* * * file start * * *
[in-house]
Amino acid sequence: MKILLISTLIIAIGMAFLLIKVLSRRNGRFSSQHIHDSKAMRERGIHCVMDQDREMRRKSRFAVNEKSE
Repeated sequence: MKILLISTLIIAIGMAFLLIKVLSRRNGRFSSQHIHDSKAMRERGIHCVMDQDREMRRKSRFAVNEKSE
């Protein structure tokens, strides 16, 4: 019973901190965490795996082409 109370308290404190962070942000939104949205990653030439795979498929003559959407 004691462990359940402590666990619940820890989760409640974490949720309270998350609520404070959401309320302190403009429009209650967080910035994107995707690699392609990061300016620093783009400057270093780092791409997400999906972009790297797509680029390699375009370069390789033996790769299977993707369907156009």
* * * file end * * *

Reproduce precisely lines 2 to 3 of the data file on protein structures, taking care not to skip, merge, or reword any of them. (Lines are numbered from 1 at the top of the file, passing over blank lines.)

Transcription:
Amino acid sequence: MKILLISTLIIAIGMAFLLIKVLSRRNGRFSSQHIHDSKAMRERGIHCVMDQDREMRRKSRFAVNEKSE
Repeated sequence: MKILLISTLIIAIGMAFLLIKVLSRRNGRFSSQHIHDSKAMRERGIHCVMDQDREMRRKSRFAVNEKSE